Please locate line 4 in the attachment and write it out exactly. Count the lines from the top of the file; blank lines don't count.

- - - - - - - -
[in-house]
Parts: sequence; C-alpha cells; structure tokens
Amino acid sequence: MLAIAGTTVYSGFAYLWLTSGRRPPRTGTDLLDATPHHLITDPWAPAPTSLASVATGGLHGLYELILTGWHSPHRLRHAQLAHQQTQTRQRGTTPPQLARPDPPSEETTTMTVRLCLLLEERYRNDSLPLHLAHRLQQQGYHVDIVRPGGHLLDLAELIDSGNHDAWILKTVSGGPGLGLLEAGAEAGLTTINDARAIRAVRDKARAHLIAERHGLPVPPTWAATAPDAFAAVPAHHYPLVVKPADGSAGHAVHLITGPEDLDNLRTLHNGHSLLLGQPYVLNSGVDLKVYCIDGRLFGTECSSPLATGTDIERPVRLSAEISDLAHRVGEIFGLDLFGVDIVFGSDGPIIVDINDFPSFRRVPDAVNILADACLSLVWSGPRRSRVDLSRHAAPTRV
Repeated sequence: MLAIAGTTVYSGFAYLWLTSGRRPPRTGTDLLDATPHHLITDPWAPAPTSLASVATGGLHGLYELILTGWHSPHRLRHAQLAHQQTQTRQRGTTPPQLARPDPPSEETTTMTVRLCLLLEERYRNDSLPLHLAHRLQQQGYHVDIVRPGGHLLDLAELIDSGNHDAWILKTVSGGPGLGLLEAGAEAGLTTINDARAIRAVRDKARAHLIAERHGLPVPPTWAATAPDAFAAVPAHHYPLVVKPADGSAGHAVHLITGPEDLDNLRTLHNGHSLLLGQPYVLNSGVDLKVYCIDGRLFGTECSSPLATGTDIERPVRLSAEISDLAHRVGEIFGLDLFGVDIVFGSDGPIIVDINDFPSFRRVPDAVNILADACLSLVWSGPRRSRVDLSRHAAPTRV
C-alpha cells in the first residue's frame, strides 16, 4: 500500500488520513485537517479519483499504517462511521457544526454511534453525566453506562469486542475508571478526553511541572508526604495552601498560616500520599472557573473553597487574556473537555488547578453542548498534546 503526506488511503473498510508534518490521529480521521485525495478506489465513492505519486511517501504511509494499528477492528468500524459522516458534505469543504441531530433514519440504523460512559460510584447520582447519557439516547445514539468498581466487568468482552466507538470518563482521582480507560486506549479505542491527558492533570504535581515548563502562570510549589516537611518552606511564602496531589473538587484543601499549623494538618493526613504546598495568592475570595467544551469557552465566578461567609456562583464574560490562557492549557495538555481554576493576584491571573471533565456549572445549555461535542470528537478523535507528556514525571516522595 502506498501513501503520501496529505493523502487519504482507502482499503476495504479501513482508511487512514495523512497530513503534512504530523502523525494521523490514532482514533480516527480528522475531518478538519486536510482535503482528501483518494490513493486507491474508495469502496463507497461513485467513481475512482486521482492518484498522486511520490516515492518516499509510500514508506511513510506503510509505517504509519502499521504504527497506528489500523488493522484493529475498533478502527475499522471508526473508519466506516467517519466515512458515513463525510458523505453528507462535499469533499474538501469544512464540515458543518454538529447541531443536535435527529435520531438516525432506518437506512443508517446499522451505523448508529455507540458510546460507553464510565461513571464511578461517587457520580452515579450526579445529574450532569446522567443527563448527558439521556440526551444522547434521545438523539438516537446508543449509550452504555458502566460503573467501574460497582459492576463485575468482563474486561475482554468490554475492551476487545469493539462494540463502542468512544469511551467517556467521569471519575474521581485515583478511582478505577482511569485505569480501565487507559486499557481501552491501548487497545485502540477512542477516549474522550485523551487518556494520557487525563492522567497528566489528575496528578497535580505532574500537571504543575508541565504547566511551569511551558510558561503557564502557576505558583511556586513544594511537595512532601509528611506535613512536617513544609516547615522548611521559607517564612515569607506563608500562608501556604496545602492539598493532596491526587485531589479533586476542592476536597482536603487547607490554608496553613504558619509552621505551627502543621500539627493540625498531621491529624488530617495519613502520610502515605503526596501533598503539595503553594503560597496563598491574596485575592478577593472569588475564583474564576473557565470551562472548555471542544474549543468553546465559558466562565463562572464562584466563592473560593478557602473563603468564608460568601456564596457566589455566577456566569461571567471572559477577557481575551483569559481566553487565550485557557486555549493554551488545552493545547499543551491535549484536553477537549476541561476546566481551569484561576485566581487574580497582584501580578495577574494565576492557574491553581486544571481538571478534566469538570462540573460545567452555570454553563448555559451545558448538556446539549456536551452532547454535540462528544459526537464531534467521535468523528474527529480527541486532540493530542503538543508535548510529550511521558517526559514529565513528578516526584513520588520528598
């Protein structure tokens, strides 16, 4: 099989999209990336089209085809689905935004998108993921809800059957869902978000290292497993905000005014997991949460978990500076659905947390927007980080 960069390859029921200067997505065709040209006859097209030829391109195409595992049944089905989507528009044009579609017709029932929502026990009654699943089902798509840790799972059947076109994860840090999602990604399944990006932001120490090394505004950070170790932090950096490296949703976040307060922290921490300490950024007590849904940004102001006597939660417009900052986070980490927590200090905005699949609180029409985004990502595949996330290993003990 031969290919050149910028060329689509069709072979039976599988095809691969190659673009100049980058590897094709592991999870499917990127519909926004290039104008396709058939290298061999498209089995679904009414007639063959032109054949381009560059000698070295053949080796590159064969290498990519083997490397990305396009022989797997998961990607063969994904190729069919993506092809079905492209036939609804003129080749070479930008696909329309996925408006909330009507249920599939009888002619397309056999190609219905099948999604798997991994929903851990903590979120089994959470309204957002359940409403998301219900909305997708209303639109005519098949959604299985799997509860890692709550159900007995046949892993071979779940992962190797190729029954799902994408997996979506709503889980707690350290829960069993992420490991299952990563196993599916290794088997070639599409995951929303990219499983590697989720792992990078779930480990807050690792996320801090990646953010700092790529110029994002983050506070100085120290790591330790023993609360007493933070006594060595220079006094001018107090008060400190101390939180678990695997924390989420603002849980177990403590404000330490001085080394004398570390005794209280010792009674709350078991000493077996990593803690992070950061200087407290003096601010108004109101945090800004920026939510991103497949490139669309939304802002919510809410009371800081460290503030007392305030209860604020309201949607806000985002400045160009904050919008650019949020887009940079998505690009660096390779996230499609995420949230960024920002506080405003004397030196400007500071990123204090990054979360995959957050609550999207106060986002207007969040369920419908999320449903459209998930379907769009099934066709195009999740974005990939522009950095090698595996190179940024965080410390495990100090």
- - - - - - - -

Repeated sequence: MLAIAGTTVYSGFAYLWLTSGRRPPRTGTDLLDATPHHLITDPWAPAPTSLASVATGGLHGLYELILTGWHSPHRLRHAQLAHQQTQTRQRGTTPPQLARPDPPSEETTTMTVRLCLLLEERYRNDSLPLHLAHRLQQQGYHVDIVRPGGHLLDLAELIDSGNHDAWILKTVSGGPGLGLLEAGAEAGLTTINDARAIRAVRDKARAHLIAERHGLPVPPTWAATAPDAFAAVPAHHYPLVVKPADGSAGHAVHLITGPEDLDNLRTLHNGHSLLLGQPYVLNSGVDLKVYCIDGRLFGTECSSPLATGTDIERPVRLSAEISDLAHRVGEIFGLDLFGVDIVFGSDGPIIVDINDFPSFRRVPDAVNILADACLSLVWSGPRRSRVDLSRHAAPTRV